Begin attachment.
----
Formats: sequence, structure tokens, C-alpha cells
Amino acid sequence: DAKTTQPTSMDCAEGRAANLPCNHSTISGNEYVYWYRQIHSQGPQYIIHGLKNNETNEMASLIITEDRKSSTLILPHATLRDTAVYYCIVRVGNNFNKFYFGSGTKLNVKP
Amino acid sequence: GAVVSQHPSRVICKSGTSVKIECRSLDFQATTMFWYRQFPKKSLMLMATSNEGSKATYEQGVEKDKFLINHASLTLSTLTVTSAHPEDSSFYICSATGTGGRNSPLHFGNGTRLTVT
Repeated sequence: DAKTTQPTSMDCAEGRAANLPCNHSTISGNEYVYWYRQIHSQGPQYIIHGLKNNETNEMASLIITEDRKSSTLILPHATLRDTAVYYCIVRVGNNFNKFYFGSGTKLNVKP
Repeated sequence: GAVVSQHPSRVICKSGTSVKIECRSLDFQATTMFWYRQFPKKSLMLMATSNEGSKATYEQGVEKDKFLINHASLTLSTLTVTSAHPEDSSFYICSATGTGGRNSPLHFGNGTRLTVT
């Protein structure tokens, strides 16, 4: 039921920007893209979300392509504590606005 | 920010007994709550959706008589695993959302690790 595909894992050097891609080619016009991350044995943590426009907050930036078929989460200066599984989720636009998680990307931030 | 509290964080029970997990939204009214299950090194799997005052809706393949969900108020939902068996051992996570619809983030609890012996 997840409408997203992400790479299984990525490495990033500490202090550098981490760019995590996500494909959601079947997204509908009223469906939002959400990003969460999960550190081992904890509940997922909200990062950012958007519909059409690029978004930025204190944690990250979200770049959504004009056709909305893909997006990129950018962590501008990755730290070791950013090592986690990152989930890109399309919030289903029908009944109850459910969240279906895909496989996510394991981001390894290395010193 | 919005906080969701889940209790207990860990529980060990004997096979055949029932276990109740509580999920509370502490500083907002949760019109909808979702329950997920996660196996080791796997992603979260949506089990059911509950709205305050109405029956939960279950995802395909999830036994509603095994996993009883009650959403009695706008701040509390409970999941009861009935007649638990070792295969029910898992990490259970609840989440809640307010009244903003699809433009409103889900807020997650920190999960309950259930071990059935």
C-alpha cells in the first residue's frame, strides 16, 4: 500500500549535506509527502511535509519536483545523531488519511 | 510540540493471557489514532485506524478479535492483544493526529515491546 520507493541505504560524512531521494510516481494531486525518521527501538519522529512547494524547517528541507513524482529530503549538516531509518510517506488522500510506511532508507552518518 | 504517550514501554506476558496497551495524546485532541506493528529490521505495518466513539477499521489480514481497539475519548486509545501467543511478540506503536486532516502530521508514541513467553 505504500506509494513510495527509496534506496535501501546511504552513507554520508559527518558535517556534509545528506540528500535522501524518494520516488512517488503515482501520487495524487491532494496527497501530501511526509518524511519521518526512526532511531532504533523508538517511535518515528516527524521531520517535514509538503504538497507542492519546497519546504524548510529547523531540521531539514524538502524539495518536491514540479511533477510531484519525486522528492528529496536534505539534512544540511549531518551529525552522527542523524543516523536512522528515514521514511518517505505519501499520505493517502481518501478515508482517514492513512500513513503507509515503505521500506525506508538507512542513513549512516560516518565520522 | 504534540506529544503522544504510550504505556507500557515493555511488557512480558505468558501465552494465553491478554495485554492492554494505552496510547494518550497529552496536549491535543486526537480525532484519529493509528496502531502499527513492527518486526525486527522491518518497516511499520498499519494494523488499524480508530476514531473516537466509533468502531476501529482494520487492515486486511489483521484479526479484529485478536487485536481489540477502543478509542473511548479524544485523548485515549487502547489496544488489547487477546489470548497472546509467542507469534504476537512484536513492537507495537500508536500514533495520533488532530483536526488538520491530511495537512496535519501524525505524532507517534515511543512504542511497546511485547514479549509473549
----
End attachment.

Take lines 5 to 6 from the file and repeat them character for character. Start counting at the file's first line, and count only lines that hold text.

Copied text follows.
Repeated sequence: GAVVSQHPSRVICKSGTSVKIECRSLDFQATTMFWYRQFPKKSLMLMATSNEGSKATYEQGVEKDKFLINHASLTLSTLTVTSAHPEDSSFYICSATGTGGRNSPLHFGNGTRLTVT
């Protein structure tokens, strides 16, 4: 039921920007893209979300392509504590606005 | 920010007994709550959706008589695993959302690790 595909894992050097891609080619016009991350044995943590426009907050930036078929989460200066599984989720636009998680990307931030 | 509290964080029970997990939204009214299950090194799997005052809706393949969900108020939902068996051992996570619809983030609890012996 997840409408997203992400790479299984990525490495990033500490202090550098981490760019995590996500494909959601079947997204509908009223469906939002959400990003969460999960550190081992904890509940997922909200990062950012958007519909059409690029978004930025204190944690990250979200770049959504004009056709909305893909997006990129950018962590501008990755730290070791950013090592986690990152989930890109399309919030289903029908009944109850459910969240279906895909496989996510394991981001390894290395010193 | 919005906080969701889940209790207990860990529980060990004997096979055949029932276990109740509580999920509370502490500083907002949760019109909808979702329950997920996660196996080791796997992603979260949506089990059911509950709205305050109405029956939960279950995802395909999830036994509603095994996993009883009650959403009695706008701040509390409970999941009861009935007649638990070792295969029910898992990490259970609840989440809640307010009244903003699809433009409103889900807020997650920190999960309950259930071990059935």